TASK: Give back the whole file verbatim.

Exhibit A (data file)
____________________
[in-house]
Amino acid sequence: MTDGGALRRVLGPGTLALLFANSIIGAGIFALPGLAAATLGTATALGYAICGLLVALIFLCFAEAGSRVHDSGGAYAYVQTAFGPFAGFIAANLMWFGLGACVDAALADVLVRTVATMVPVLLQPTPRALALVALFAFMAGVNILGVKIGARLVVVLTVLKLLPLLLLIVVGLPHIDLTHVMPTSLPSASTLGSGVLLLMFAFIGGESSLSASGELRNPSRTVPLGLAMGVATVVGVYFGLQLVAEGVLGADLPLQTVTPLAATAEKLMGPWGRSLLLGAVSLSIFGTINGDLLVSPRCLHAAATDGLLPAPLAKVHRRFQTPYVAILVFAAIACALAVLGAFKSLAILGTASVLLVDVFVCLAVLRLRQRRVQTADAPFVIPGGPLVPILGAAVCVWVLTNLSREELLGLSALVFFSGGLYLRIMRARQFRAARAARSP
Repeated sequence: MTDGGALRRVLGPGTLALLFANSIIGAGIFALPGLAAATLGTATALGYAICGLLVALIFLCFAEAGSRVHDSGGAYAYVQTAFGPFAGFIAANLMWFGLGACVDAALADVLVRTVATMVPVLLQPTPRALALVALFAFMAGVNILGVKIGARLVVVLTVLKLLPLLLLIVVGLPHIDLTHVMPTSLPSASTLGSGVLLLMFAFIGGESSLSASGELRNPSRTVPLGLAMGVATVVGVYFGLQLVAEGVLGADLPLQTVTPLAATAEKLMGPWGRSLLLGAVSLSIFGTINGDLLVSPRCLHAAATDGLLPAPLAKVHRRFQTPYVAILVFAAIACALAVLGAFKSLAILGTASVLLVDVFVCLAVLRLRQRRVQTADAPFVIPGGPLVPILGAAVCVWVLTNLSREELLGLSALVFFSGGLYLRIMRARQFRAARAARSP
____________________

[in-house]
Amino acid sequence: MTDGGALRRVLGPGTLALLFANSIIGAGIFALPGLAAATLGTATALGYAICGLLVALIFLCFAEAGSRVHDSGGAYAYVQTAFGPFAGFIAANLMWFGLGACVDAALADVLVRTVATMVPVLLQPTPRALALVALFAFMAGVNILGVKIGARLVVVLTVLKLLPLLLLIVVGLPHIDLTHVMPTSLPSASTLGSGVLLLMFAFIGGESSLSASGELRNPSRTVPLGLAMGVATVVGVYFGLQLVAEGVLGADLPLQTVTPLAATAEKLMGPWGRSLLLGAVSLSIFGTINGDLLVSPRCLHAAATDGLLPAPLAKVHRRFQTPYVAILVFAAIACALAVLGAFKSLAILGTASVLLVDVFVCLAVLRLRQRRVQTADAPFVIPGGPLVPILGAAVCVWVLTNLSREELLGLSALVFFSGGLYLRIMRARQFRAARAARSP
Repeated sequence: MTDGGALRRVLGPGTLALLFANSIIGAGIFALPGLAAATLGTATALGYAICGLLVALIFLCFAEAGSRVHDSGGAYAYVQTAFGPFAGFIAANLMWFGLGACVDAALADVLVRTVATMVPVLLQPTPRALALVALFAFMAGVNILGVKIGARLVVVLTVLKLLPLLLLIVVGLPHIDLTHVMPTSLPSASTLGSGVLLLMFAFIGGESSLSASGELRNPSRTVPLGLAMGVATVVGVYFGLQLVAEGVLGADLPLQTVTPLAATAEKLMGPWGRSLLLGAVSLSIFGTINGDLLVSPRCLHAAATDGLLPAPLAKVHRRFQTPYVAILVFAAIACALAVLGAFKSLAILGTASVLLVDVFVCLAVLRLRQRRVQTADAPFVIPGGPLVPILGAAVCVWVLTNLSREELLGLSALVFFSGGLYLRIMRARQFRAARAARSP